Forget about sponges, toilets, or cell phones: the germiest thing in your house might actually be your own face.

By Julie Mazziotta
May 04, 2015
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Forget about sponges, toilets, or cell phones: the germiest thing in your house might actually be your own face. More specifically, your (or your partner’s) "lumbersexual" beard may be harboring a disgusting germ colony.

At least, that's according to KOAT Action 7 News in Albuquerque, New Mexico. The news station recruited "a handful" of bearded guys to see what was lurking in their facial hair (aside from the crumbs of that morning’s breakfast). The result: some beards are as dirty as toilets.

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“I’m usually not surprised, and I was surprised by this,” explains John Golobic, the Quest Diagnostics microbiologist who tested swabs from the guys’ beards for KOAT. “These are the types of things you’d find in feces. It’s just completely loaded with enterics,” aka bacteria that normally occurs in your intestines (and poop).

One look at the horrifying petri dish is enough to put you off your lunch. Intrepid reporter Royale Da has had various objects (iPhones, door handles, and the like) tested as part of the station's recurring series, but the beard samples were the worst she's encountered. “I’ve never seen a petri dish this color before,” Da says in the video.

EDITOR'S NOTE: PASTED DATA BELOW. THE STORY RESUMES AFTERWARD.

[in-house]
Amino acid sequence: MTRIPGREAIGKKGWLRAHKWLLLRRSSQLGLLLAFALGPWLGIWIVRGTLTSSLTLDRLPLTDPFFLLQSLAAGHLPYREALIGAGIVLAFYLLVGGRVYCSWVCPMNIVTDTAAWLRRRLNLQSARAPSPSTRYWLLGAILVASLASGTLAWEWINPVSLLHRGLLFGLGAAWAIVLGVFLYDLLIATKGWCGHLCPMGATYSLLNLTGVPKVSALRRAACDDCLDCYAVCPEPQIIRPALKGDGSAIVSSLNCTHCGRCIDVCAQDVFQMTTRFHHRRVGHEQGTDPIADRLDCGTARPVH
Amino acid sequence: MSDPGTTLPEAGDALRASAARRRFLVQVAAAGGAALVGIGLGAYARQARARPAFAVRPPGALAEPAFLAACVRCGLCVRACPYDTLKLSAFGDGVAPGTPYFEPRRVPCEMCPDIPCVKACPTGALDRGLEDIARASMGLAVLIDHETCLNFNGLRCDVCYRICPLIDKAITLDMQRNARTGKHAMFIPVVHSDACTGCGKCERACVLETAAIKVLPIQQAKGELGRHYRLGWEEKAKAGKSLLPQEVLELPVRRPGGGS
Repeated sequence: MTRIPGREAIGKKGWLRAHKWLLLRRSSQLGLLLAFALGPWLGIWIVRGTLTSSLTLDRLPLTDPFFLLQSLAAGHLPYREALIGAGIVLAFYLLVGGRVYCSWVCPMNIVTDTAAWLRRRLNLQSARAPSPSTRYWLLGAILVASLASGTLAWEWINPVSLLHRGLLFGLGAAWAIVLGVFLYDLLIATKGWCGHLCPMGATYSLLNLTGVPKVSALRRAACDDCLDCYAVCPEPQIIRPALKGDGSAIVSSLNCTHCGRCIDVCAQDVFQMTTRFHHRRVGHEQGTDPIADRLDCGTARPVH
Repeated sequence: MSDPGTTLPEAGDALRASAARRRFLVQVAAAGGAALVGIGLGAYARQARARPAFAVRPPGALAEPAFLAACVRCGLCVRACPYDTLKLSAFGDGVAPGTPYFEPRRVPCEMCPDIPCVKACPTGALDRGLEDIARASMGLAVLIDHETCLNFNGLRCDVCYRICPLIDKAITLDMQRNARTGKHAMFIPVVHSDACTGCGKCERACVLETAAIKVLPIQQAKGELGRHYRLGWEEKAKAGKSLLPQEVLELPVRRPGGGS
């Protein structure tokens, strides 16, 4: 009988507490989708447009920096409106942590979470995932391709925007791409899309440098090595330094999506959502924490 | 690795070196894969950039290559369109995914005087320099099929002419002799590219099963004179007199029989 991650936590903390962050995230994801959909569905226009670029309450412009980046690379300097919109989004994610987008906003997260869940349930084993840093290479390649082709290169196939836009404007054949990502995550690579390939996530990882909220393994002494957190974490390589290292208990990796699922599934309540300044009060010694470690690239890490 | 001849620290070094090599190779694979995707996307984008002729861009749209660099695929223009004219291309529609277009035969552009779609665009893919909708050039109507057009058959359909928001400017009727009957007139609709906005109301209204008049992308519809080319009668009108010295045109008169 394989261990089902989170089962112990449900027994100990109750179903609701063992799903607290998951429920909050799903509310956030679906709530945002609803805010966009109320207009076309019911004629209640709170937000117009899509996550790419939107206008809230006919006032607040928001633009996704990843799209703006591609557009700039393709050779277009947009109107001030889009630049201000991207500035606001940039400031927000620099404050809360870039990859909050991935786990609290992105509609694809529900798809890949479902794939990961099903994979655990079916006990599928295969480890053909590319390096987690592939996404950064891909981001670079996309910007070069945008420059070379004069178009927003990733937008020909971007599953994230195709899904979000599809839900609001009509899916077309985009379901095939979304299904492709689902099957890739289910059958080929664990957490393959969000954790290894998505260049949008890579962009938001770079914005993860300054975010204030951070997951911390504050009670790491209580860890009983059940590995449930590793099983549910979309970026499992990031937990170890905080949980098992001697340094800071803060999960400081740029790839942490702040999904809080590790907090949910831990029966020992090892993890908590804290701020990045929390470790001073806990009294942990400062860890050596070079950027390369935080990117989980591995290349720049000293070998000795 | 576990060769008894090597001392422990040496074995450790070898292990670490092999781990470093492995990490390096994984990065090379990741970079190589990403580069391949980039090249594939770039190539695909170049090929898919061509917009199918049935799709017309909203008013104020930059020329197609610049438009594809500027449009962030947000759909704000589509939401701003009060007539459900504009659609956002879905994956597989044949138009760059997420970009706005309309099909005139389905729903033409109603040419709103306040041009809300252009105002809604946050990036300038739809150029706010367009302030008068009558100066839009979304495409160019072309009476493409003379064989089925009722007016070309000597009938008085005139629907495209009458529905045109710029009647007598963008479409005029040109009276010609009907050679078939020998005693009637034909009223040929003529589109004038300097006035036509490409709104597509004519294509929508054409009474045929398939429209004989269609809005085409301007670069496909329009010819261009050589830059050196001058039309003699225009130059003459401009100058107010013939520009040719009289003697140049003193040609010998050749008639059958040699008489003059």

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On the bright side, the bacteria they found aren't going to make anyone sick—yes, bugs that cause food poisoning are also a type of enteric bacteria, but those specific germs weren't found.

“But it does show a degree of uncleanliness that would be somewhat disturbing,” Golobic told KOAT. A few publishedher studies have also found bearded faces to be germier than clean-shaven ones.

So should guys ditch the beards entirely? Nah, no need to change your look. This finding simply suggests that some men may not be washing up as well as they could, Golobic says. On top of a thorough beard scrub in the shower (with soap, shampoo, or a beard wash), everyone (bearded or not) should also practice proper hand-washing.

And “try to keep your hands away from your face as much as possible,” Golobic adds, since your hands are most likely the way the bacteria travels there in the first place.

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